For dinner we headed to The Girl and the Fig. Popular with locals and tourists, this locally owned restaurant is famous for its Cal-French gourmet food. Just across the street from the northwest corner of Sonoma Plaza, this restaurant has been serving fine, farm-to-table country French entrees for over 20 years. Proprietor, Sondra Bernstein, specializes in pairing “Rhone-alone” wines with her Sonoma-French cuisine. Wine flights are served in a quirky assortment of water, wine and compote glasses, and provide an opportunity to sample more wines from Sonoma County.

The Girl and the Fig

Gary said the pastis-scented mussels with garlic, leeks and herbs were best he’s ever tasted. This casual bistro comes equipped with a full cocktail bar, great dessert offerings and its very own newspaper, the “Fig Chronicles.”

In Part 4, and the last of this series, I’ll share one more wine tasting room to visit, and places to stay.

Be sure to sign up for my distribution list or follow me on Twitter (@chardygirl) and I’ll let you know when the next in the series is out! Until then, I’ll keep on the hunt for the “perfect” chardonnay.


Sonoma Plaza – A Great Way to Sample Sonoma County Wines – Part 2

Welcome back to my series about small-town Sonoma! We spent three days exploring the town’s many wine tasting rooms in search of the perfect chardonnay. If you missed Part One, you can catch up with it here.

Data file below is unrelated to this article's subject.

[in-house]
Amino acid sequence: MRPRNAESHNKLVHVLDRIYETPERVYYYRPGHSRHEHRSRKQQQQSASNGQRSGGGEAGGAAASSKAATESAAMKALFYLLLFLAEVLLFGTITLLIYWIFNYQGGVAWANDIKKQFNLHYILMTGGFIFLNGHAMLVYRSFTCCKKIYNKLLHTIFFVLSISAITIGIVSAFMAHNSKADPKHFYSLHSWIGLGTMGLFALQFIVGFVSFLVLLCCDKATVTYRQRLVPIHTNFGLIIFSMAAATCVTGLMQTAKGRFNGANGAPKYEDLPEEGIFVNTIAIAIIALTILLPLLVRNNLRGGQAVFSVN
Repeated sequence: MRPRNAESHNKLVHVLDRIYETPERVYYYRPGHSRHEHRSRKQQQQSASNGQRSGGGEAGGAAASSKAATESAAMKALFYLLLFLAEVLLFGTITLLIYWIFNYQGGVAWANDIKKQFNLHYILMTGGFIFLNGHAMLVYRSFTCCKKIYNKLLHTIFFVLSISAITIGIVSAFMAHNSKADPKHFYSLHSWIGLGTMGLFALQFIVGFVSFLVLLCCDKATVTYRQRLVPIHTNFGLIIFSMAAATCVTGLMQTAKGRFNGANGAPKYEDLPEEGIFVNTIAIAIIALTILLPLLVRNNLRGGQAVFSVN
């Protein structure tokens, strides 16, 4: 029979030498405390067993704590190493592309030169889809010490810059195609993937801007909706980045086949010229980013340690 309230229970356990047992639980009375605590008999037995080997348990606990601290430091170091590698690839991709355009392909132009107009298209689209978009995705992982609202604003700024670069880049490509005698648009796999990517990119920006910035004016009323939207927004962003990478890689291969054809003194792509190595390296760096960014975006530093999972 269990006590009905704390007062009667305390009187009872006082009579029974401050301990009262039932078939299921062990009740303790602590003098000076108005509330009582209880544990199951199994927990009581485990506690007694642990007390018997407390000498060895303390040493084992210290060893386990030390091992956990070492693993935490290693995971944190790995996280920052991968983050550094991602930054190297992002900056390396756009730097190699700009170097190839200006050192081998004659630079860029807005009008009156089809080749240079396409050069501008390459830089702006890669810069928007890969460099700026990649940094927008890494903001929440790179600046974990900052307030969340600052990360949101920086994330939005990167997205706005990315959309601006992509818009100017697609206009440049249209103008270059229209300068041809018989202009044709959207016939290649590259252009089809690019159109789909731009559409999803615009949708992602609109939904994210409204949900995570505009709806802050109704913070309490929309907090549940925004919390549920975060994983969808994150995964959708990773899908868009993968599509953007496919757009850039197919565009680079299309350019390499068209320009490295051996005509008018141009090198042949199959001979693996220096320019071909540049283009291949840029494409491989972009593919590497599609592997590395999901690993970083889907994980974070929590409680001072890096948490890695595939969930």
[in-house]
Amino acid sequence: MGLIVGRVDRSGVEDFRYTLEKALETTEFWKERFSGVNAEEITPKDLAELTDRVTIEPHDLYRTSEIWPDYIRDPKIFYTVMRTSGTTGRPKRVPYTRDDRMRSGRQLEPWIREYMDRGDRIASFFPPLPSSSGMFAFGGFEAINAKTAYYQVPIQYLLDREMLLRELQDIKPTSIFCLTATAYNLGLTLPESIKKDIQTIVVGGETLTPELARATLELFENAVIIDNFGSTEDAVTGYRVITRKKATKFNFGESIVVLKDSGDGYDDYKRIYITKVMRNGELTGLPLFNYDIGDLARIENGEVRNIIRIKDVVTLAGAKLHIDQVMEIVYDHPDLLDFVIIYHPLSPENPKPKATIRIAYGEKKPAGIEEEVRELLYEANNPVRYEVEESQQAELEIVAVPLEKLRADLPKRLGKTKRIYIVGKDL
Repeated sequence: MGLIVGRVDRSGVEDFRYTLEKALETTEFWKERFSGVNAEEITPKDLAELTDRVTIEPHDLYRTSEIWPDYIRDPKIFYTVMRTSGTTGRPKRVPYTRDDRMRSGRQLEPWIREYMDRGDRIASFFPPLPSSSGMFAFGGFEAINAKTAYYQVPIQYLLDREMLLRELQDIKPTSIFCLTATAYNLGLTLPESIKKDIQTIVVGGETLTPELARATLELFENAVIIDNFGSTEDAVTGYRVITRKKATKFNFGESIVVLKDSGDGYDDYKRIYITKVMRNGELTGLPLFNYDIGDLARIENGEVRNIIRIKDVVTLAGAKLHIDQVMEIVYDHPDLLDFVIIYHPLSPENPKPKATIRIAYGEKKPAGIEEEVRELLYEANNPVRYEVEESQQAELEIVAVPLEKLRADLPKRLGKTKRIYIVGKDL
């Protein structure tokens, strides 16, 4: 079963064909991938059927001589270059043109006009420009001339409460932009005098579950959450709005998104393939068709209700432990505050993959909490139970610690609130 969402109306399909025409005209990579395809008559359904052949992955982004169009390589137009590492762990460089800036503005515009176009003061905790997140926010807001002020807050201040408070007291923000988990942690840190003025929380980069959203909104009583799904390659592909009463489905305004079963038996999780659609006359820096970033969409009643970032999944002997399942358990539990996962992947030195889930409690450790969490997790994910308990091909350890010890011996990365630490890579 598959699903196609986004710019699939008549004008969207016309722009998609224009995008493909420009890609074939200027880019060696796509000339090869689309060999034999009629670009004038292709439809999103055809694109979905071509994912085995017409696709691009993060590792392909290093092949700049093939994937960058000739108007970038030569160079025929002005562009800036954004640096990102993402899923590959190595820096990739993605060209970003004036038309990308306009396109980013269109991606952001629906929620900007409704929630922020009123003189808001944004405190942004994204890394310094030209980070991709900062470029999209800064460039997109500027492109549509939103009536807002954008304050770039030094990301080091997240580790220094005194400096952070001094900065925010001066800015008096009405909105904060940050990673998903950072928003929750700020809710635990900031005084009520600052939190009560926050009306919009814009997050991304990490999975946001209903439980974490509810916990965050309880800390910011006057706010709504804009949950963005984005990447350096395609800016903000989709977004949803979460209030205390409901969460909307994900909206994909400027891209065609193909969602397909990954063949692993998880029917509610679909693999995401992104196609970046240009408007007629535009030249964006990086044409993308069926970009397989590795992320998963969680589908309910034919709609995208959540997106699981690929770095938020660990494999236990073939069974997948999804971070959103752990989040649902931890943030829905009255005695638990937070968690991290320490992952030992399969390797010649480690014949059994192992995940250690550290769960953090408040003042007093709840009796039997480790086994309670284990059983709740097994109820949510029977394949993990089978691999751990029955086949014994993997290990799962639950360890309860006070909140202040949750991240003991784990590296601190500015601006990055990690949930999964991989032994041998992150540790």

With 25 tasting rooms in easy walking distance of each other, it’s easy to be overwhelmed by choices. We loved our first stop at Lake Sonoma Winery, but it was time to find lunch.

Just on the other side of the Plaza, we stopped by the Sonoma Cheese Factory, specializing in authentic barbeque, on 2 Spain Street.

Sonoma Cheese Factory – a great place for lunch

The pulled pork sandwich caught our attention and was just as delicious to eat as it looked on the plate. Sonoma Cheese Factory also offers wine tasting. You can enjoy a flight of wines if you want to sample more of Sonoma’s offerings or just order a glass of local wine with your lunch. A gourmet store as well, this place is perfect for putting together a picnic lunch. In business for over 85 years, it’s easy to see why this place Is so popular.

Pangloss Cellars Tasting Lounge

Next, we headed to Pangloss Cellars Tasting Lounge, at 35 East Napa Street. Housed in a refurbished building built in 1902, the tasting lounge is cavernous. Visitors can relax at the large tasting bar in the back of the room or enjoy food and wine pairings in the vintage arm chairs and couches nested around coffee tables along either side of the room. At the back of the room, facing the tasting bar, is a dramatic wall of wine bottles. The lounge itself is handsomely appointed. Rock walls, rustic timber supports, exposed beams in the ceiling, and wood floors harken back to the building’s original purpose – a general store.

Comfortable seating lines the Pangloss Cellars tasting room

Seated at the tasting bar, we were served by the knowledgeable and gracious, Allisa. The tasting fee was pricey, at $25 per person, but the experience was well worth it! Plan to spend the afternoon here – as the pace is relaxed, educational, and the tasting menu generous. We tried the 2015 Chardonnay made with 30% new French oak. As Allisa, explained, the winemaker doesn’t like “a stick of butter or an overly oaked chardonnay” so he doesn’t do anything to affect the malolactic fermentation. Whatever happens, the winemaker lets it happen naturally. With a clean nose, this chardonnay is bright and crisp but still creamy and lightly oaked. 376 cases produced, the wine retails for $35.